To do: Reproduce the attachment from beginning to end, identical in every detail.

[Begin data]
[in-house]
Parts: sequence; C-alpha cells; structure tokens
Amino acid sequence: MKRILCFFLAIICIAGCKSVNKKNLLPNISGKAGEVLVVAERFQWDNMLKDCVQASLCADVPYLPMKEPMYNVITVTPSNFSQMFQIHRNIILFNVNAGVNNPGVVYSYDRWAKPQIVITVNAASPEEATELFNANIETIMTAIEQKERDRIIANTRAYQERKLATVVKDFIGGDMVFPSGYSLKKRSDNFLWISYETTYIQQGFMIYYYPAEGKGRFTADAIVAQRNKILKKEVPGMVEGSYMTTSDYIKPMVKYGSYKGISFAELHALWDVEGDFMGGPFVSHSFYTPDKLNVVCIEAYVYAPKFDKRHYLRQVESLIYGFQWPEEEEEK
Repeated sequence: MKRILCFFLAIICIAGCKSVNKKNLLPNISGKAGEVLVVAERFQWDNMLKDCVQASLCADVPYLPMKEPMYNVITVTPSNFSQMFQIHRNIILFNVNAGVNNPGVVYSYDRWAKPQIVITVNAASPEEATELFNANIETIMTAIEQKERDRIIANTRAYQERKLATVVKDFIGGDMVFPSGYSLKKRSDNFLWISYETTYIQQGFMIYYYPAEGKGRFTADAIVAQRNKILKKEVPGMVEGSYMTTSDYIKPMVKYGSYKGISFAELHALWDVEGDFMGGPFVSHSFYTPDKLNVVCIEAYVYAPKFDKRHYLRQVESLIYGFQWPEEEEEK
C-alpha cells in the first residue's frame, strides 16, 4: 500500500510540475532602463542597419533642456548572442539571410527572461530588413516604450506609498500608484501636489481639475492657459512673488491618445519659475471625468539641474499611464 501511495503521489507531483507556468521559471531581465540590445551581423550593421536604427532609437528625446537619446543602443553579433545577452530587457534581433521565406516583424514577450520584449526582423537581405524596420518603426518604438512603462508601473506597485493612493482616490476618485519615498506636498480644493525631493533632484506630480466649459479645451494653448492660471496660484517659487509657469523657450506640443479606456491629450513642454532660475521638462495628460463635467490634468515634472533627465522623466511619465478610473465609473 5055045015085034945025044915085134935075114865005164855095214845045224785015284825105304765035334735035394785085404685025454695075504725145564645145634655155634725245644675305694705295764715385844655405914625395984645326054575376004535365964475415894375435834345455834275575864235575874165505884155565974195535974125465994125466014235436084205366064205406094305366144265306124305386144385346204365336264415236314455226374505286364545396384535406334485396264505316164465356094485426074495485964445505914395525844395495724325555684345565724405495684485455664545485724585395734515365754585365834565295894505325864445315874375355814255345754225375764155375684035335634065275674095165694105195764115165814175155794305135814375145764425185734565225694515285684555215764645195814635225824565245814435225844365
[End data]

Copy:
[in-house]
Parts: sequence; C-alpha cells; structure tokens
Amino acid sequence: MKRILCFFLAIICIAGCKSVNKKNLLPNISGKAGEVLVVAERFQWDNMLKDCVQASLCADVPYLPMKEPMYNVITVTPSNFSQMFQIHRNIILFNVNAGVNNPGVVYSYDRWAKPQIVITVNAASPEEATELFNANIETIMTAIEQKERDRIIANTRAYQERKLATVVKDFIGGDMVFPSGYSLKKRSDNFLWISYETTYIQQGFMIYYYPAEGKGRFTADAIVAQRNKILKKEVPGMVEGSYMTTSDYIKPMVKYGSYKGISFAELHALWDVEGDFMGGPFVSHSFYTPDKLNVVCIEAYVYAPKFDKRHYLRQVESLIYGFQWPEEEEEK
Repeated sequence: MKRILCFFLAIICIAGCKSVNKKNLLPNISGKAGEVLVVAERFQWDNMLKDCVQASLCADVPYLPMKEPMYNVITVTPSNFSQMFQIHRNIILFNVNAGVNNPGVVYSYDRWAKPQIVITVNAASPEEATELFNANIETIMTAIEQKERDRIIANTRAYQERKLATVVKDFIGGDMVFPSGYSLKKRSDNFLWISYETTYIQQGFMIYYYPAEGKGRFTADAIVAQRNKILKKEVPGMVEGSYMTTSDYIKPMVKYGSYKGISFAELHALWDVEGDFMGGPFVSHSFYTPDKLNVVCIEAYVYAPKFDKRHYLRQVESLIYGFQWPEEEEEK
C-alpha cells in the first residue's frame, strides 16, 4: 500500500510540475532602463542597419533642456548572442539571410527572461530588413516604450506609498500608484501636489481639475492657459512673488491618445519659475471625468539641474499611464 501511495503521489507531483507556468521559471531581465540590445551581423550593421536604427532609437528625446537619446543602443553579433545577452530587457534581433521565406516583424514577450520584449526582423537581405524596420518603426518604438512603462508601473506597485493612493482616490476618485519615498506636498480644493525631493533632484506630480466649459479645451494653448492660471496660484517659487509657469523657450506640443479606456491629450513642454532660475521638462495628460463635467490634468515634472533627465522623466511619465478610473465609473 5055045015085034945025044915085134935075114865005164855095214845045224785015284825105304765035334735035394785085404685025454695075504725145564645145634655155634725245644675305694705295764715385844655405914625395984645326054575376004535365964475415894375435834345455834275575864235575874165505884155565974195535974125465994125466014235436084205366064205406094305366144265306124305386144385346204365336264415236314455226374505286364545396384535406334485396264505316164465356094485426074495485964445505914395525844395495724325555684345565724405495684485455664545485724585395734515365754585365834565295894505325864445315874375355814255345754225375764155375684035335634065275674095165694105195764115165814175155794305135814375145764425185734565225694515285684555215764645195814635225824565245814435225844365